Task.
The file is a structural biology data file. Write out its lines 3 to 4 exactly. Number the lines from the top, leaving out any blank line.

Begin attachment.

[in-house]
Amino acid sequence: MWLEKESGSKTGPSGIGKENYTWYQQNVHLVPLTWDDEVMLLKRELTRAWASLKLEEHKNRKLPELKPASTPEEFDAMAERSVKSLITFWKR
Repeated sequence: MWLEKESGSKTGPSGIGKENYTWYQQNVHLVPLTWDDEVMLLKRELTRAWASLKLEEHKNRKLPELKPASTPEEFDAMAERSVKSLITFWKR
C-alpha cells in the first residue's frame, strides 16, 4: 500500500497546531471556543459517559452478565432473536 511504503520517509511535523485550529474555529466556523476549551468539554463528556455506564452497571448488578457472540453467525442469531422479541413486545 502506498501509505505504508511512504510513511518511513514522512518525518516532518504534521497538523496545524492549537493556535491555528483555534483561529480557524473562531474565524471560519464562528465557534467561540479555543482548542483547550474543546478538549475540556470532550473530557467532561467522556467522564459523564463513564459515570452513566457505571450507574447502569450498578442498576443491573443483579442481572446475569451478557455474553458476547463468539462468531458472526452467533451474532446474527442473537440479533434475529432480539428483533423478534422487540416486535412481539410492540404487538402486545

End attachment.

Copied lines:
Repeated sequence: MWLEKESGSKTGPSGIGKENYTWYQQNVHLVPLTWDDEVMLLKRELTRAWASLKLEEHKNRKLPELKPASTPEEFDAMAERSVKSLITFWKR
C-alpha cells in the first residue's frame, strides 16, 4: 500500500497546531471556543459517559452478565432473536 511504503520517509511535523485550529474555529466556523476549551468539554463528556455506564452497571448488578457472540453467525442469531422479541413486545 502506498501509505505504508511512504510513511518511513514522512518525518516532518504534521497538523496545524492549537493556535491555528483555534483561529480557524473562531474565524471560519464562528465557534467561540479555543482548542483547550474543546478538549475540556470532550473530557467532561467522556467522564459523564463513564459515570452513566457505571450507574447502569450498578442498576443491573443483579442481572446475569451478557455474553458476547463468539462468531458472526452467533451474532446474527442473537440479533434475529432480539428483533423478534422487540416486535412481539410492540404487538402486545